Advertisement
Home #Hwoodtimes A blog review with historical reference Drowning Girls

A blog review with historical reference Drowning Girls

By Jerry Pilato

Vista, CA (The Hollywood Times) 9/21/21 – Onstage Playhouse Chula Vista, California

Advertisement

Hello Friends. It’s good to be back and I hope to continue with my blog reviews of productions in the San Diego area now that theatres are opening their doors. I am not a reviewer, but I express my opinion(s) as clearly and honestly as possible. For this play, I might suggest you read some history about these murders. The below production should not be missed!

If you are in the San Diego area and looking for some serious theatre, then your best bet is the stirring and exciting production of Drowning Girls playing through September 26 at OnStage Playhouse in Chula Vista just a few miles south of the city. The play written by Beth Graham, Charlie Tomlinson, and Daniela Vlaskalic concerns the real-life murders of three women: Bessie Mundy in 1912, Alice Burnham in 1913, and Margaret Elizabeth Lofty in 1914 by George Joseph Smith who was a notorious British serial killer and con artist. He had several aliases, which included Oliver George Love, Charles Oliver James, John Lloyd, and Henry Williams. He is famous for the “Brides in the Bath” Case was tried, convicted, sentenced, and executed by hanging.

Advertisement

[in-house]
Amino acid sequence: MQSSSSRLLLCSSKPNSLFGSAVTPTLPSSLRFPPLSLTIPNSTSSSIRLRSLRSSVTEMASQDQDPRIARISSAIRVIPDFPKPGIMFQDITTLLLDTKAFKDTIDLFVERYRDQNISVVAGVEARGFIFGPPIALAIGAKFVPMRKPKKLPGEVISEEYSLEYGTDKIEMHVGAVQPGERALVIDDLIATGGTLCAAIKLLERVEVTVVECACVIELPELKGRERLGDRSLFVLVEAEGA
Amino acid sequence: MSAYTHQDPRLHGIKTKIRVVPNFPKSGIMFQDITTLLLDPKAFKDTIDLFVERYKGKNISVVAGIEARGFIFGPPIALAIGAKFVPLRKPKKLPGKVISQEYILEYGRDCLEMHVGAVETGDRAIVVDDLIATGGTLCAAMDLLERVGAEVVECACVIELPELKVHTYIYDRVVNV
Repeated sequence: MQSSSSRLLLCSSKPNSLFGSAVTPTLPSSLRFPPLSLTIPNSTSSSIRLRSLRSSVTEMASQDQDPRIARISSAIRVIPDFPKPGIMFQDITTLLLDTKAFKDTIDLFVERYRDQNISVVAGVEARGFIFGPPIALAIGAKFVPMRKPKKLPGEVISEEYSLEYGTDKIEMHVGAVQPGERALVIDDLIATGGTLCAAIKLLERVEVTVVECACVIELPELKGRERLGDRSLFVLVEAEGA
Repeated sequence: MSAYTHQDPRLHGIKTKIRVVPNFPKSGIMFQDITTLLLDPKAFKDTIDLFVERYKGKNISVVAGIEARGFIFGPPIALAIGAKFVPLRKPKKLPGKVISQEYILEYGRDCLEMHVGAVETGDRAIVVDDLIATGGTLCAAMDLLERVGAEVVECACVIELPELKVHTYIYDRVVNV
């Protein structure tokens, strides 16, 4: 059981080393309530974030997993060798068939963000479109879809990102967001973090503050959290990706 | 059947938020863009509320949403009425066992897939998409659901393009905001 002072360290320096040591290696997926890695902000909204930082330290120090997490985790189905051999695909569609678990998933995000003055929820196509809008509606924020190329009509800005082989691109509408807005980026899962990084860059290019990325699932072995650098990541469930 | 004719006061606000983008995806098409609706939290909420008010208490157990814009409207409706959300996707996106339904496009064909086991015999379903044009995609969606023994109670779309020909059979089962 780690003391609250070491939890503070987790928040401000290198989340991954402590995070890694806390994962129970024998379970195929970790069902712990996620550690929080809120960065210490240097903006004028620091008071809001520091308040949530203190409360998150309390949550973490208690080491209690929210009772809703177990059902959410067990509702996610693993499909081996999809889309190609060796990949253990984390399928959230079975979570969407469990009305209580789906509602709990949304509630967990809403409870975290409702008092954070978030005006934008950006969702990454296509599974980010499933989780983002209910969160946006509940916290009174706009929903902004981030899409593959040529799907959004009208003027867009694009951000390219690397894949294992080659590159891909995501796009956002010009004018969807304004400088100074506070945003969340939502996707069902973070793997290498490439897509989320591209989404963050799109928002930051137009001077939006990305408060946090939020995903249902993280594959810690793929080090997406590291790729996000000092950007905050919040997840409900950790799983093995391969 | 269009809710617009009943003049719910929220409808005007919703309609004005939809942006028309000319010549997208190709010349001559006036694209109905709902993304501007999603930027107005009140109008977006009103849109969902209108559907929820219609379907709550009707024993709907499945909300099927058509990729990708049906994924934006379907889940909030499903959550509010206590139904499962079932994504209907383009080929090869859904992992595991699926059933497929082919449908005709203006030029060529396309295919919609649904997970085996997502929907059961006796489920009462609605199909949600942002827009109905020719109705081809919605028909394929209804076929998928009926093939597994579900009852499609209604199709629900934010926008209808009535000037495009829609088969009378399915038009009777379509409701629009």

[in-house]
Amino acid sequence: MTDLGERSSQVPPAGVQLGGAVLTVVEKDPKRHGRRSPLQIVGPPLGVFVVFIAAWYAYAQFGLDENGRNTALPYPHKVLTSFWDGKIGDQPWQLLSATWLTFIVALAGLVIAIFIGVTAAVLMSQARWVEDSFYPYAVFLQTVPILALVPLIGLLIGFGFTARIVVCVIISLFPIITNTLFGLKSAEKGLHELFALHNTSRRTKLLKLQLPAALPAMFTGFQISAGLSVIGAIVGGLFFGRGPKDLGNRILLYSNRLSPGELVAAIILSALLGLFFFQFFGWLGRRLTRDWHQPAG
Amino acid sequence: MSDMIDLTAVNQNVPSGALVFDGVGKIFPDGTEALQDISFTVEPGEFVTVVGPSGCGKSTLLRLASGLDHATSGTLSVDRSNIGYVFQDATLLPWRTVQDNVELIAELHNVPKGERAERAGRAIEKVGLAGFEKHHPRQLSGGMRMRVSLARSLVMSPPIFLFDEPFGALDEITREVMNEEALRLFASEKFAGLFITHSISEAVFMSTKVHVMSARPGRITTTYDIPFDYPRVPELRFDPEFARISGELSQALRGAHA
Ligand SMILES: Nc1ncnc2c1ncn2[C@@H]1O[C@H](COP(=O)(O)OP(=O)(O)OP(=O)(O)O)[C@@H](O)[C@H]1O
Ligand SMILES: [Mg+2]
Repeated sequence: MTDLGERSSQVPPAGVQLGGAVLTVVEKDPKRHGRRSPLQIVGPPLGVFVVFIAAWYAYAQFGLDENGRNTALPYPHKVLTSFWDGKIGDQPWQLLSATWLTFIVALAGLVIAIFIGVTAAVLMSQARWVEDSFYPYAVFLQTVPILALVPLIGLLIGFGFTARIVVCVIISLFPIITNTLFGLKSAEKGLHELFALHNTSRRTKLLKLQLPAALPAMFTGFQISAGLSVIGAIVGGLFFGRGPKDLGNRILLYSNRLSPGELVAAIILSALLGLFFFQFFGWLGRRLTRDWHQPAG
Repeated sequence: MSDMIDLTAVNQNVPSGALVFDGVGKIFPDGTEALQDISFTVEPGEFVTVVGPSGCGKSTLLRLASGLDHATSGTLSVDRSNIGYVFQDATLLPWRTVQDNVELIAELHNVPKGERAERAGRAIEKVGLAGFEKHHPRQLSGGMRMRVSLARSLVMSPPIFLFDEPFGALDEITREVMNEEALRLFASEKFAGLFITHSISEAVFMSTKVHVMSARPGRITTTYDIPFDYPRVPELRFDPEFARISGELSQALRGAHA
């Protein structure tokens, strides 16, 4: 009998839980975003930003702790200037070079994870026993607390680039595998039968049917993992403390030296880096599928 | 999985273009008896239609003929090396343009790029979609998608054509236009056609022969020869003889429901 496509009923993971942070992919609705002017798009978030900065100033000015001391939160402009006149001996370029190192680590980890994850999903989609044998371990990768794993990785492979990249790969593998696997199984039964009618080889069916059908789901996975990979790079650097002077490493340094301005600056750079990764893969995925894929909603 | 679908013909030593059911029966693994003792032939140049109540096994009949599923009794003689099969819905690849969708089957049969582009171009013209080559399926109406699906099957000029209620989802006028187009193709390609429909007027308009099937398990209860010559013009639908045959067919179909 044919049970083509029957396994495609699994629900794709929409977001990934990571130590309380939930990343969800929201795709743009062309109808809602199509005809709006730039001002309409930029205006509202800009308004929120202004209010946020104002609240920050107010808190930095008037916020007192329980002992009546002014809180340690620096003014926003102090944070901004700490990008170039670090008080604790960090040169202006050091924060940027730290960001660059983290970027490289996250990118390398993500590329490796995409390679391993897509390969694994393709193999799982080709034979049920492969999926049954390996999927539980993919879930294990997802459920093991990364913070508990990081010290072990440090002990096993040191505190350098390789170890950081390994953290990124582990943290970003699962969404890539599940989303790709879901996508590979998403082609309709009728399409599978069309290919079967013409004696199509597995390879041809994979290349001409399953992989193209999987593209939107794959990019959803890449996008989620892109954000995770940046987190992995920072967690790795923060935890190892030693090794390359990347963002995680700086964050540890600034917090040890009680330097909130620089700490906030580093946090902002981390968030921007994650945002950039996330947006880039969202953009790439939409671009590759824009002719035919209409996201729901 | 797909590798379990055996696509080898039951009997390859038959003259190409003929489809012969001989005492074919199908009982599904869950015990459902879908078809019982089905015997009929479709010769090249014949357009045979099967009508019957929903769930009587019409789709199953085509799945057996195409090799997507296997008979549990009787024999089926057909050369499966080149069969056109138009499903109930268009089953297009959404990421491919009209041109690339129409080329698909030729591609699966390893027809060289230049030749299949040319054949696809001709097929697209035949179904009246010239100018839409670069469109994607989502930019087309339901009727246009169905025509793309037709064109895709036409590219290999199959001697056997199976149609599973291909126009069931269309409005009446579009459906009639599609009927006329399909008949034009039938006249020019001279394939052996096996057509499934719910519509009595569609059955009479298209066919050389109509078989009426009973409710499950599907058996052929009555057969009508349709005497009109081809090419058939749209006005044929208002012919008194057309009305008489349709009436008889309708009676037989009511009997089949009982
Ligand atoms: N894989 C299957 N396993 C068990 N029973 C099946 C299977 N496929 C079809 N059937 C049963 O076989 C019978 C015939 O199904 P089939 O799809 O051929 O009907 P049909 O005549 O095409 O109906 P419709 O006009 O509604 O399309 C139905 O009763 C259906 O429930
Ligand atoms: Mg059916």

Carla Navarro, Emily Candia, Sandra Ruiz

In this fascinating San Diego area premiere, the OnStage Playhouse production of Drowning Girls brings the story of Bessie, Alice, and Margaret who have two things in common: “they were married to George Joseph Smith, and they are dead.” In each case, he married each woman, persuaded her to sign over to him her entire savings and name him the sole beneficiary of her life insurance policy, then drowned her in the tub, after establishing that the woman was prone to seizures…and that is how Bessie, Alice, and Margaret met their watery end.

As this just over an hour-long production unfolds three amazing and well-cast actors bring these women back to life. Not only playing their named characters they also embody all the other characters, from Smith to various family members to landladies in the homes where the drownings occurred. And that’s how we meet them…the way they were murdered by drowning. And yes, this is done with lots of water, and I mean lots. It’s not easy to act while soaking wet, but the actors Emily Candia (Alice), Carla Navarro (Bessie), and Sandra Ruiz (Margaret) pull this form of stagecraft off with abandon. Their pacing and timing and stage movements are impeccable. The sadness of their story is sprinkled with humor, at times, as they play numerous characters and the story they tell keeps you spellbound. Each actor, once revealed, gives you the sense that you are in for one hell of a ride. The play moves quickly from the opening through the ending with a skill that you might want to return for seconds. I personally love movement on stage and under the strong direction of James P. Darvas you see that he has created a work of art…a painted picture that moves with impressive movement and deep messages that might ring true today. His impeccable sense of detail and shining movement makes you want the play to continue longer. Having watched this director grow with each project over the years is personally heartfelt. He gives everything mentally and physically to his work and the product is always superb! The work that is needed to bring a script to the stage with honesty and believability is something he doesn’t take lightly.